The best water profile for homebrewing hard seltzer is similar to, but not exactly, a Dublin-style profile. Hard seltzer requires water high in alkalinity and yeast nutrients built up from a distilled or RO water base.
If you don’t have access to Dublin-style water, reverse osmosis or distilled water is your best starting point.
When homebrewing hard seltzer, the ideal water profile is similar to a Dublin style. Hard seltzers require high alkalinity to offset the pH drop that occurs during fermentation.
There are three basic options for finding your water profile: – Do it yourself – Contact your water provider – Bring in a professional
The water profile of hard seltzer is important because an improper profile can stall fermentation through low pH. After fermentation, it can also affect the end clarity and flavor. Adjacent to water profiles is fermentation-specific additives such as yeast nutrients.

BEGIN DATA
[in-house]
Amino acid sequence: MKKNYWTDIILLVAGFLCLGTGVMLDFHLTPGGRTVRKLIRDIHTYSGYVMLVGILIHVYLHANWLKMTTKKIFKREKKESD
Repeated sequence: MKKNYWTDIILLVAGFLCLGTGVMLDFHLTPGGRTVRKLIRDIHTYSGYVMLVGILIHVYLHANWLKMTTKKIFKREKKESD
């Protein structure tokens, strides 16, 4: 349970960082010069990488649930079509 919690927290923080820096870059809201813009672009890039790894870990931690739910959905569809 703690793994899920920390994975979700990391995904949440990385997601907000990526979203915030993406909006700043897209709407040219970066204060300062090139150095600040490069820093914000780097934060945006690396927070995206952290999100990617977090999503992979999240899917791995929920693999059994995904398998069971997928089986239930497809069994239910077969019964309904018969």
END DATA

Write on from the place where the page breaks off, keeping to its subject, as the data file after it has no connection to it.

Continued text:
Water profiles can be adjusted with various salts and chemicals depending on the necessary adjustments. Use sodium bicarbonate to raise the pH by adding alkalinity, calcium sulfate to lower the pH, or calcium chloride to lower the pH and balance the chloride to sulfate ratio.
As this is often not the case, the best water to start with for hard seltzers is reverse osmosis or distilled water. Both types of waters will have no other minerals or chemicals that might affect your seltzer.
To create the best water for your hard seltzer: – You can use a pre-made water profile kit and adjust as needed or follow a recipe. – For an average 5-gallon batch of hard seltzer, add 1.5 gm of baking soda, 1.25 gm Epsom salt, and 1.25 gm magnesium chloride.
A good hard seltzer needs to be light, refreshing, clear, and moderately carbonated. Lightness comes from a low alcohol taste. Great water will provide a refreshing nature as well as clarity. Carbonation can be achieved by either priming sugars or forced carbonation.